Ignoring your disciplinary procedure

You could be forgiven for thinking that we are going to remind you of the importance of following your disciplinary procedure.

And of course, that's normally an important rule. But the Employment Appeal Tribunal, in a display of lateral thinking, has found a way of excusing an employer which failed to follow its own procedure. In Ezsias v North Glamorgan NHS Trust, a consultant surgeon claimed he had been unfairly dismissed. The real reason for the dismissal was that his behaviour had led to a breakdown of his relationships with colleagues at work, and they had expressed unwillingness to continue working with him. The NHS Trust did not follow its misconduct dismissal procedure, and the Employment Appeal Tribunal said this did not make the dismissal unfair because Mr Ezsias was not dismissed for his conduct, but because of the breakdown in relationships.

Don't be too heartened by this case; it was unusual. Normally, a failure to follow your own disciplinary procedure is likely – unless the breach is minor – to make a dismissal unfair even if the employee is plainly guilty of misconduct.

No duty to arrange ill-health retirement

As you know, employers are required to make 'reasonable adjustments' for disabled employees to facilitate a return to work and adjust for any disadvantages they suffer.

But there are limits. In Tameside Hospital NHS Foundation v Mylott, the Employment Appeal Tribunal said this duty does not require employers to facilitate an application for ill-health retirement. The duty to make reasonable adjustments is there to help employees back into work, not there to help them leave it.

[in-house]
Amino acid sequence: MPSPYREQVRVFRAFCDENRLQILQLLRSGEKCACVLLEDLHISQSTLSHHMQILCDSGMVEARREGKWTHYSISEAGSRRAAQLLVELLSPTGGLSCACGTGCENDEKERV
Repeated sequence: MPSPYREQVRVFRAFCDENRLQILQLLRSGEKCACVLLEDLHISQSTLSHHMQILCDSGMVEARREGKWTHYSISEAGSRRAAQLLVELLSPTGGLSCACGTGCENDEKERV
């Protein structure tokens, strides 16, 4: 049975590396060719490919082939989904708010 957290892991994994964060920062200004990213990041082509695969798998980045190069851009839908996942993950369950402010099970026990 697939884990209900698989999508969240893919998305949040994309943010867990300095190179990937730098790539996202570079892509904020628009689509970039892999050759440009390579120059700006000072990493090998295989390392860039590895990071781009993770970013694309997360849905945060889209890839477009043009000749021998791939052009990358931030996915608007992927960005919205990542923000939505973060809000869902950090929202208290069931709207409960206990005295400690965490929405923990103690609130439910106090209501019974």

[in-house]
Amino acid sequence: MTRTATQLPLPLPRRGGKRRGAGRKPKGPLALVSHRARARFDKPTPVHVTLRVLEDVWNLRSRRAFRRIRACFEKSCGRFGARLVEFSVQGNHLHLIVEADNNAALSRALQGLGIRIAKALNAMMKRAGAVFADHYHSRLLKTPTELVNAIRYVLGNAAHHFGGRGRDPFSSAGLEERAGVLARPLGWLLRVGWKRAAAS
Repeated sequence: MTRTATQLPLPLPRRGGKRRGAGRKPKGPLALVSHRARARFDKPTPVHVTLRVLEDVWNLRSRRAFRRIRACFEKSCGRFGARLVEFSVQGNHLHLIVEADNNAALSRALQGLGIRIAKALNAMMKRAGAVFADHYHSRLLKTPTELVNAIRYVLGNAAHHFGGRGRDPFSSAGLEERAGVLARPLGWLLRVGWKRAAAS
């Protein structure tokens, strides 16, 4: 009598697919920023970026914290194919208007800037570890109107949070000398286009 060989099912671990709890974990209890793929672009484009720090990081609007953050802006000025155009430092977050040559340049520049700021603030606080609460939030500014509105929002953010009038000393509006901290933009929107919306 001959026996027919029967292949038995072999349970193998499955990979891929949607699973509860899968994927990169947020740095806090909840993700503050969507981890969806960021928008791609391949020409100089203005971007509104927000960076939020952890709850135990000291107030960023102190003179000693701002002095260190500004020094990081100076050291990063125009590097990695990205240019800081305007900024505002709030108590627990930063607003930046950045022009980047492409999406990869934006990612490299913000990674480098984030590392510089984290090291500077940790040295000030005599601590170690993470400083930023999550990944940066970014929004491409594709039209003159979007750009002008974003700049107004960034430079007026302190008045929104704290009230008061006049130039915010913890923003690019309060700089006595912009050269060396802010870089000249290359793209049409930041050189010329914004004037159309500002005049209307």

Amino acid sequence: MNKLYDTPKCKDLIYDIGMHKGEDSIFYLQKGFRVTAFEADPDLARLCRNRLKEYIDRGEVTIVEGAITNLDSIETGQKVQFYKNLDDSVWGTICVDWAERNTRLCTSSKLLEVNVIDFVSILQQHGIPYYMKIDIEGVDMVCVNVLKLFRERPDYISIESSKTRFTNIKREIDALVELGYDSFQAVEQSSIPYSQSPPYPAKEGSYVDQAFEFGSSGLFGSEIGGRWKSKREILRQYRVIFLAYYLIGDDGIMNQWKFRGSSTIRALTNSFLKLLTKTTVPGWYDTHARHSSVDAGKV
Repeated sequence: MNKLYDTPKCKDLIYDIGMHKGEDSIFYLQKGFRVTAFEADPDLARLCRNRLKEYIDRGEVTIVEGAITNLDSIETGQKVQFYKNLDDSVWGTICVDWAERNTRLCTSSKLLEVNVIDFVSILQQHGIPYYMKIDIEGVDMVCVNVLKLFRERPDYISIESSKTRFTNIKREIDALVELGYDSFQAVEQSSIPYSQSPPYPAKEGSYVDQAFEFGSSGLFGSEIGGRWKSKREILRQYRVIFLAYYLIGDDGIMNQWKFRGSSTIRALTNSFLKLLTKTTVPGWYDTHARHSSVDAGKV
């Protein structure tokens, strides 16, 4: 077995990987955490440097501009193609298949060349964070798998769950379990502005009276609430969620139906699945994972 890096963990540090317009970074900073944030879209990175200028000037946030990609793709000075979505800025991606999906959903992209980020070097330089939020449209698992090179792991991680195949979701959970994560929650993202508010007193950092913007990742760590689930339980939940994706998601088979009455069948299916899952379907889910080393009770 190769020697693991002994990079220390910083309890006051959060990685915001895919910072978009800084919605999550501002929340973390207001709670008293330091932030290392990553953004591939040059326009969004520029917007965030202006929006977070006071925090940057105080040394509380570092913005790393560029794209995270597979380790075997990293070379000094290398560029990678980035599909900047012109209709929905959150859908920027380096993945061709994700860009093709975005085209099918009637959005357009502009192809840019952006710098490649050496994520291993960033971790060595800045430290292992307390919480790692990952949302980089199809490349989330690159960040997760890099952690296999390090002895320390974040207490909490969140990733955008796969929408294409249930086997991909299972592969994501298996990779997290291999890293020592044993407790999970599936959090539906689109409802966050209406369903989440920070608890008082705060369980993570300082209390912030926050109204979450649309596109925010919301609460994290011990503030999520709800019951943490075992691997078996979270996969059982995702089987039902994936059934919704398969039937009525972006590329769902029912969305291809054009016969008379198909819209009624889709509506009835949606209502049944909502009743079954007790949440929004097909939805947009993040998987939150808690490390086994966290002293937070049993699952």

The end of expert witness immunity

The Supreme Court has handed down a majority 5:2 decision in Jones v Kaney which means that expert witnesses are no longer immune from contract or negligence claims brought against them arising out of evidence they give in non-criminal cases. The main rationale for the immunity was that experts might be discouraged from giving their frank and honest opinions, if they went against their client's interests, if they could then be sued by their client. However, the majority of the Justices rejected this argument.

Legal fees in compromise agreements and tax

Historically, if an employee's legal fees following settlement of a claim after termination of employment are paid directly by the employer, they are exempt from tax.

However, from 6th April 2011, this changes as a result of new Regulations. Whilst almost certainly a drafting error, the effect of the new Regulations is that the employee's legal fees will only be tax deductible (assuming they are paid directly by the employer) if the payments are made under a Compromise Agreement under the Employment Rights Act 1996. This covers settlement of unfair dismissal claims, and some other (relatively uncommon) claims. But it does not cover discrimination claims – and accordingly this useful loophole has now disappeared for such settlements.

The contents of this brochure are intended as guidelines for clients and other readers. It is not a substitute for considered advice on specific issues. Consequently, we cannot accept any responsibility for this information or for any errors or omissions.

Thomas Eggar LLP is a limited liability partnership registered in England and Wales under registered number OC326278 whose registered office is at The Corn Exchange, Baffin's Lane, Chichester, West Sussex, PO19 1GE (VAT number 991259583). The word 'partner' refers to a member of the LLP, or an employee or consultant with equivalent standing and qualifications. A list of the members of the LLP is displayed at the above address, together with a list of those non-members who are designated as partners. Regulated by the Solicitors Regulation Authority. Lexcel and Investors in People accredited.